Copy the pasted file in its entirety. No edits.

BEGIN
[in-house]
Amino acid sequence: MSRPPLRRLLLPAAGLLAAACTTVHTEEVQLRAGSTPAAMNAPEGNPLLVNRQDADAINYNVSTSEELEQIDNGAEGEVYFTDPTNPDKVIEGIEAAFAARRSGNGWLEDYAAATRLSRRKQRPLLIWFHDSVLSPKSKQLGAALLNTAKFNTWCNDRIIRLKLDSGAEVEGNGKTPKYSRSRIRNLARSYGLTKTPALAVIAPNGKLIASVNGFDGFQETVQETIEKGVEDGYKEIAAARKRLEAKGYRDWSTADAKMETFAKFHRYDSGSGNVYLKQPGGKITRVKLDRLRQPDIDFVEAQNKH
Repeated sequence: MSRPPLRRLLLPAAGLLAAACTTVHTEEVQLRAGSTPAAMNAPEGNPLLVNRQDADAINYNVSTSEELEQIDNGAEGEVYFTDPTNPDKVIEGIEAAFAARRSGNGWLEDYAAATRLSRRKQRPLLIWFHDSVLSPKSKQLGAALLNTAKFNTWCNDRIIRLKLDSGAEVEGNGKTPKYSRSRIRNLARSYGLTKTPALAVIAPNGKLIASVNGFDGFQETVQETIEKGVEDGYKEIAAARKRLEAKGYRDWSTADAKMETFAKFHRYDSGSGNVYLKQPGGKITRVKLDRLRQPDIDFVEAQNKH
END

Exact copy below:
[in-house]
Amino acid sequence: MSRPPLRRLLLPAAGLLAAACTTVHTEEVQLRAGSTPAAMNAPEGNPLLVNRQDADAINYNVSTSEELEQIDNGAEGEVYFTDPTNPDKVIEGIEAAFAARRSGNGWLEDYAAATRLSRRKQRPLLIWFHDSVLSPKSKQLGAALLNTAKFNTWCNDRIIRLKLDSGAEVEGNGKTPKYSRSRIRNLARSYGLTKTPALAVIAPNGKLIASVNGFDGFQETVQETIEKGVEDGYKEIAAARKRLEAKGYRDWSTADAKMETFAKFHRYDSGSGNVYLKQPGGKITRVKLDRLRQPDIDFVEAQNKH
Repeated sequence: MSRPPLRRLLLPAAGLLAAACTTVHTEEVQLRAGSTPAAMNAPEGNPLLVNRQDADAINYNVSTSEELEQIDNGAEGEVYFTDPTNPDKVIEGIEAAFAARRSGNGWLEDYAAATRLSRRKQRPLLIWFHDSVLSPKSKQLGAALLNTAKFNTWCNDRIIRLKLDSGAEVEGNGKTPKYSRSRIRNLARSYGLTKTPALAVIAPNGKLIASVNGFDGFQETVQETIEKGVEDGYKEIAAARKRLEAKGYRDWSTADAKMETFAKFHRYDSGSGNVYLKQPGGKITRVKLDRLRQPDIDFVEAQNKH